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Getting buddy arrangements in writing

If you take one message away from this short article it is this: if you make any arrangements for recovery locations with other people, ensure the ‘deal’ is recorded in writing and that this document is saved in the same file as your business continuity plans.

We’re all very good – we hope! – at including details of recovery locations in our business continuity plans.  If we’re very thorough, we’ll include the exact address, directions, the number of people who can recover there and the equipment available to them when they do, and contact details for people who ‘own’ the area so we can keep in touch with them.  We’ll also test the kit on a regular basis to make sure it does what we need it to do.

We’ll also keep notes of any arrangements we’ve made to allow others to use areas we ‘own’ as recovery locations.  We’ll record which area(s) we’ve agreed to hand over under which circumstances, how many people we should expect, what resources those recovering there will expect to find, and contact details for the recovering function/company.

But how many times have you found, after a year or so, one of the following has happened?

  • The person you made the arrangement with is gone and no one knows what you’re talking about
  • The department that used to occupy the area doesn’t any more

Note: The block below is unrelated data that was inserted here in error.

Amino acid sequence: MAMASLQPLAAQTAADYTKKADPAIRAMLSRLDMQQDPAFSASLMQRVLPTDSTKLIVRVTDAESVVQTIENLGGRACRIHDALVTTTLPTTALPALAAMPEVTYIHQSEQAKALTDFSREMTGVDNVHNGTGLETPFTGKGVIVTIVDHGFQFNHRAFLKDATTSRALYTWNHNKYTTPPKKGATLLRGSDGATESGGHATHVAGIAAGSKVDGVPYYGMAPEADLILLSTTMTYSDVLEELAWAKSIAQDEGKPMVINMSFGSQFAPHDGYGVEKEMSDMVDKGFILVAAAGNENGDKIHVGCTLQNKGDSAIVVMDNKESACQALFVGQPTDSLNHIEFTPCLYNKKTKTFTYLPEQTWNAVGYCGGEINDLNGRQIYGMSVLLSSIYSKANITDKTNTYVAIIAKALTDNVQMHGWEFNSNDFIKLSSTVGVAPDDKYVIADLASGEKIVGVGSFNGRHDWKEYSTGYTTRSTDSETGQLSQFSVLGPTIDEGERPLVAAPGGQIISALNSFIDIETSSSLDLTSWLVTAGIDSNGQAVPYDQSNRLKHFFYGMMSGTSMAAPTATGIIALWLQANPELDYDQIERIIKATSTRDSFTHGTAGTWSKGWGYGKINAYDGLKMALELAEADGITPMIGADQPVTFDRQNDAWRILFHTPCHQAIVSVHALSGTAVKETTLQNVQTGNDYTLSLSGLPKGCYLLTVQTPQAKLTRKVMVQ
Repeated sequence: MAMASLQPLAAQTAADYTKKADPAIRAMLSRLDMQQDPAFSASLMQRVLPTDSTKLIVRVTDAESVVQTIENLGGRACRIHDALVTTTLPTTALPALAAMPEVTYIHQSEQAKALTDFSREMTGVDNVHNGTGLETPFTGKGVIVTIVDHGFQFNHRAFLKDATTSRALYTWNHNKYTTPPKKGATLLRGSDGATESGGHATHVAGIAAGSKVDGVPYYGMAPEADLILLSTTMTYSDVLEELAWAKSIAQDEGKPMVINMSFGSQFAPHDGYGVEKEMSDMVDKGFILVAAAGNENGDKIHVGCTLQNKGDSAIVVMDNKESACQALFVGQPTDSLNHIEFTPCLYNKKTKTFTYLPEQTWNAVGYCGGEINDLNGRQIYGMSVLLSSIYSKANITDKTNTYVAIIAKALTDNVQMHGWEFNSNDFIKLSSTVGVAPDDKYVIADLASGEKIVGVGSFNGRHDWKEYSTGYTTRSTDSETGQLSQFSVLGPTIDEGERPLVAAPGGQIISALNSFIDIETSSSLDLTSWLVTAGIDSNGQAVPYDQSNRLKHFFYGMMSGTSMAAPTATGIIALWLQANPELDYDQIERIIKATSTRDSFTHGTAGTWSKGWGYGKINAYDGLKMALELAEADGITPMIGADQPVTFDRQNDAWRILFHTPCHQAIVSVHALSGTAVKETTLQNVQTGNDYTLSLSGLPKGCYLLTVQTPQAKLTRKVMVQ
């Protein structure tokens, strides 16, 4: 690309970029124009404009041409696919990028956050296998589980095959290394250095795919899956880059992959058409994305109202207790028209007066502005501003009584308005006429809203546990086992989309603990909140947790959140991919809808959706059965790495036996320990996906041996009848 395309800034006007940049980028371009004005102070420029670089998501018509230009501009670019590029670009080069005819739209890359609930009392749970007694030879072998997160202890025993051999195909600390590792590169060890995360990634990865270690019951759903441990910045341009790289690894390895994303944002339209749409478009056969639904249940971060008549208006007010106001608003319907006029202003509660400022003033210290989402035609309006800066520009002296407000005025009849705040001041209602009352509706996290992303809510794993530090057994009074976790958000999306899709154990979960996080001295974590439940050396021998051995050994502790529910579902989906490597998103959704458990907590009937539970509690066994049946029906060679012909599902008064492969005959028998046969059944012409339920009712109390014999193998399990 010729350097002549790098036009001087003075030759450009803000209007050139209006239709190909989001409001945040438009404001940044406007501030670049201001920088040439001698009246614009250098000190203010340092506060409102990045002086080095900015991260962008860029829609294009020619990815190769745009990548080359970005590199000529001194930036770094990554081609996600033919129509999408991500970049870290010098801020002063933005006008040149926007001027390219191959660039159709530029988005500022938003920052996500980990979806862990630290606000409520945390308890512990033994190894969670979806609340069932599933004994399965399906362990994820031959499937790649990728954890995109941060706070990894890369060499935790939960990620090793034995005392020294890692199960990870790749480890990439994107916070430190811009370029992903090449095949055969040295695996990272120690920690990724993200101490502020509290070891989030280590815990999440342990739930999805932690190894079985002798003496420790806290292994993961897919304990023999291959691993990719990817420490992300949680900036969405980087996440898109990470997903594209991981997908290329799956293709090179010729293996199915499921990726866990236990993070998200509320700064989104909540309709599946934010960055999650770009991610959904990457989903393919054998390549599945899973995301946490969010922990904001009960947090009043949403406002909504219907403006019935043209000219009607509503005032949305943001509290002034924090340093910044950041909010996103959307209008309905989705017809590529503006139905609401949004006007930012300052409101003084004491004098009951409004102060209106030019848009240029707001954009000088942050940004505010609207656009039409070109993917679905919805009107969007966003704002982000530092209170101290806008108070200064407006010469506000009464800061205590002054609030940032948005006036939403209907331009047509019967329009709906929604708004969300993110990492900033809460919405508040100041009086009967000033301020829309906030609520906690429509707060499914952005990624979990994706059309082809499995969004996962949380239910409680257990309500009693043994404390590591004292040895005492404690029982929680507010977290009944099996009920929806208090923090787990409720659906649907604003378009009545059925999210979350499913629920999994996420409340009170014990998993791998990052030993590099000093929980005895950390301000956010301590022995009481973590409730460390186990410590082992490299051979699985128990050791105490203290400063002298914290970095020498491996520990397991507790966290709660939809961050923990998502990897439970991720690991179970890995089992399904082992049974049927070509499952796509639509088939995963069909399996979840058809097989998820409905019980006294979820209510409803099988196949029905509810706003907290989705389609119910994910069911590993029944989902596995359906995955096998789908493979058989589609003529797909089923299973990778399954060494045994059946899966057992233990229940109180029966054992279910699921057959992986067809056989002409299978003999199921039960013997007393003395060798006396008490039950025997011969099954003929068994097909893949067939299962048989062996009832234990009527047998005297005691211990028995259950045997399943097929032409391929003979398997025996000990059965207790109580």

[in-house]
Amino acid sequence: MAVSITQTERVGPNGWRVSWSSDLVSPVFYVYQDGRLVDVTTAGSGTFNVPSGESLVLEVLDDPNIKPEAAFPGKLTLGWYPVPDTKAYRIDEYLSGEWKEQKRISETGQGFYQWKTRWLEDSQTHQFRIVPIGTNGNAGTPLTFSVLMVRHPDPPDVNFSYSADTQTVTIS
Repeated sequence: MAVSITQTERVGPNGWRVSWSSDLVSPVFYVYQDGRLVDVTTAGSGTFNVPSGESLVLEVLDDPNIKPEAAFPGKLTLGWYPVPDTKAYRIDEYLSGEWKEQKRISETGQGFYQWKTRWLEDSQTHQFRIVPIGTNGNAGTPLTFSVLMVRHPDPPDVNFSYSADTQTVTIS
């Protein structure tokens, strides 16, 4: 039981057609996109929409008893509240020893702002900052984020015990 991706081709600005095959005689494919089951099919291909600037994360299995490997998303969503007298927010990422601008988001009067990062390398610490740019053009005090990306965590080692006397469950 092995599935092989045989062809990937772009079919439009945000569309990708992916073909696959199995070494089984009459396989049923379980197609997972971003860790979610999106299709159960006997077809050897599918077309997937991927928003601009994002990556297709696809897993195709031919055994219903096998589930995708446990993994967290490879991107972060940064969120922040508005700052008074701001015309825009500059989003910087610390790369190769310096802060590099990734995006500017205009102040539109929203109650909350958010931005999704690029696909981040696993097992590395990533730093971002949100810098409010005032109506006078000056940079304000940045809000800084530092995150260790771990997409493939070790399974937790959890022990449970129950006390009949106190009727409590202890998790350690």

• The kit the area used to have has been changed/upgraded (or not upgraded in line with your own)
  • Your needs have changed and the other party didn’t know
There’s a simple solution to this.   A really simple one.When you’ve made the arrangement, shoot the other party an email listing what you’ve agreed.  It can be informal in tone, but it should detail everything you’ve agreed, including:

  • Details of the area (address, etc)
  • Resources to be made available (kit, number of desks, telephones, access to network, particular software, a particular cupboard, etc.)
  • Circumstances under which it would or would not be acceptable for you to relocate to the area
  • Contact details when you need to activate the plan
  • Contact details for when you want to talk about the arrangement
  • A commitment to keeping in touch if anything changes or once a year, whichver is sooner
Then put it in the schedule of work for your business continuity plan that a copy of that email will be resent to the same contact each year to reconfirm the agreement – even if you’re in constant contact with the person at the other end anyway.
By keeping a clear paper trail you give others a path to follow and yourself the best chance of keeping your continuity plans current.



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